> substance of value and hence quantitatively determining price (its
> own form of appearance) is incompatible with what you see as the
> 'richer' task of dealing with the everyday phenomena of commodity
> exchange. From my perspective, the 'two' tasks -- in abstract
> terms, the task of uncovering the substance and form of value on
> the one hand, and the task of determining the magnitude of value
> on the other -- cannot be separated in the manner you appear to
> favour. They are better seen as two facets of the same task and
> must be 'run together', on the view I advocate.

Our difference does not lie in me wanting to separate the determination of
substance and form of value from magnitude of value but i) in seeing where the
abstractness of abstract labour comes from and ii) in determining the
dimension within which value has its magnitude. As I see it i) the
abstractness arises not substantially, i.e. in an _ousia_, but in the
practical _relation_ (_pros ti_) of exchange, and ii) the dimension of
magnitude is to be located in the universal medium (money) which mediates
commodity exchange relations.

_Ousia_ is the first and principal of Aristotle's categories, the category
through which something is addressed as being _what_ it is. The very word
'category' comes from the Greek verb _katagorein_, 'to address'. The
categories are the various ways in which a being is addressed by the _logos_
(words, speech) in its being. The following categories with which Aristotle
deals and which recur again and again in his thinking are quality (_pos_),
quantity (_posos_), relation (_pros ti_), and so on (he mentions ten in all).
What I am saying is that the magnitude of value is not one arising from
substance, but from the abstract relation of exchange practice.

> The abstract reason for our difference of opinion is likely to be our
> different philosophies. The philosophy you are attributing to Marx
> clearly cannot justify running what you see as two tasks together.
> The philosophy that I uphold, and attribute to Marx, necessitates
> such a unity. Relatedly, I have, albeit briefly, in previous posts tried
> to indicate how I see materialist dialectics as superseding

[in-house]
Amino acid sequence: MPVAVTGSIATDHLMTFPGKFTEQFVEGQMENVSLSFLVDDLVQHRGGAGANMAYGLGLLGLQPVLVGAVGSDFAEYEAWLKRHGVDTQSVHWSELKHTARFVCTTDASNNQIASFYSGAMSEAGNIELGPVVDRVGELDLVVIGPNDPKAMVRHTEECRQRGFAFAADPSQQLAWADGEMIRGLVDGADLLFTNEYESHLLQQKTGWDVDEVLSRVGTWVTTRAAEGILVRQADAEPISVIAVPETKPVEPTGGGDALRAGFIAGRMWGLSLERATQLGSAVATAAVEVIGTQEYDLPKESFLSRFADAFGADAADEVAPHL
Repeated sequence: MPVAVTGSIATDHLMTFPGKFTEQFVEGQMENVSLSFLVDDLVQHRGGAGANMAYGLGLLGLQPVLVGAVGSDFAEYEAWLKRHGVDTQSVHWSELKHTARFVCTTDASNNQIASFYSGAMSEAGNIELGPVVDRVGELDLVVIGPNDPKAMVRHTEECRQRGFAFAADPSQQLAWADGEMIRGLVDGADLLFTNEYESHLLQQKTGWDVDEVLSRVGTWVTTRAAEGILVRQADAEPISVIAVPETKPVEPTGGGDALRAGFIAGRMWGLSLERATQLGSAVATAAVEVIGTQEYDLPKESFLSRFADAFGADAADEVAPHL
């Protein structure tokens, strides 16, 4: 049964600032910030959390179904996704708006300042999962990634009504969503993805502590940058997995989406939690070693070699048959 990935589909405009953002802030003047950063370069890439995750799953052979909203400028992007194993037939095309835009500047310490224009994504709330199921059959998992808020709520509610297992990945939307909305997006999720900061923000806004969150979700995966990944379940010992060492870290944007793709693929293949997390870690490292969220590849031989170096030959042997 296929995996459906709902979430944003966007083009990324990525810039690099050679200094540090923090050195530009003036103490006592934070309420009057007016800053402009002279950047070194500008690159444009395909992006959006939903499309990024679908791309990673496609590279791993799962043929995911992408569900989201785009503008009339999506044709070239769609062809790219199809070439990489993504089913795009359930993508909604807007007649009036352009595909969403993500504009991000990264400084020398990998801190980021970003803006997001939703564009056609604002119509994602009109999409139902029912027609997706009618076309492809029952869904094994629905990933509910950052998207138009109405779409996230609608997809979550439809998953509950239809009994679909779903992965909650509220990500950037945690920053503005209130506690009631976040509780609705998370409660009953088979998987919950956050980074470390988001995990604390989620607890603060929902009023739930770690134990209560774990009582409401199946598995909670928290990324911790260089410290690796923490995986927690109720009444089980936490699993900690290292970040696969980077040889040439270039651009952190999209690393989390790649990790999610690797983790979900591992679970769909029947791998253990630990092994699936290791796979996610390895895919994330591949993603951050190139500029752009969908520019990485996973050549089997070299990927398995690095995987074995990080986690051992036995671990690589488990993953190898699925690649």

> mechanistic materialism, including Cartesian dualism. From this
> perspective, only a misunderstanding of Marx's own philosophy
> could lead you to attribute Cartesianism to (a strand within) Marx's
> work.

I think there is a confusion of various strands of argumentation in Marx's
theory. He certainly criticizes Ricardo's fixation on magnitudes but, in my
view, he does not dispense radically enough with the remnants of a labour
theory of value which can be employed as a theory of prices. I am not accusing
Marx of Cartesian dualism in this, but rather am pointing out that the very
attempt to establish a "law of value" is Cartesian-inspired in the sense of
Descartes' _Regulae_.

> Firstly, an important distinction must be made. Above I have
> mentioned a transhistorical schema incorporating the terms
> 'substance' and 'form' (a schema which is an interpretation of
> Spinoza's philosophy). The question you pose immediately above
> relates, however, to the specifc case of value, a case which is of
> interest only for capitalism; it is not transhistorical. In this case,
> the terms 'substance' and 'form' are best seen as having different,
> very much more complex, meanings to the transhistorical case.
> The notion of 'form' being 'sensuous by definition' is a little bit too
> truncated so let me elaborate. The 'substance' of value is highly
> peculiar. The substance is socially necessary labour but this
> labour is 'abstract' which means it is stripped of all sensuousness.

That means that abstract labour, on your understanding, cannot be perceived by
the senses?

> Murray argues that value, whose substance is abstract labour, is
> therefore analogous to Hegel's 'Essence'. The point about such an
> essence is that it needs sensuous form. It cannot appear
> immediately because it is immediately non-sensuous. Therefore, it
> can only appear through mediation. It appears only in its own
> opposite, the sensuous commodity serving as equivalent. Within
> this schema then 'form' is by definition 'sensuous form' because the
> whole point is that essence requires sensuousness.

OK. I think I now understand you better. I have two problems with this. The
first is that I do not see that abstract labour is a substance in itself which
comes to appearance. Rather, I see that abstract labour is the commodity
product of labour seen in the practical _relation_ of commodity exchange. This
practical relation is abstract, and only by virtue of this abstract relation
does the commodity product of labour itself become abstract. This abstractness
can then also be attributed to the labour which a commodity embodies, or to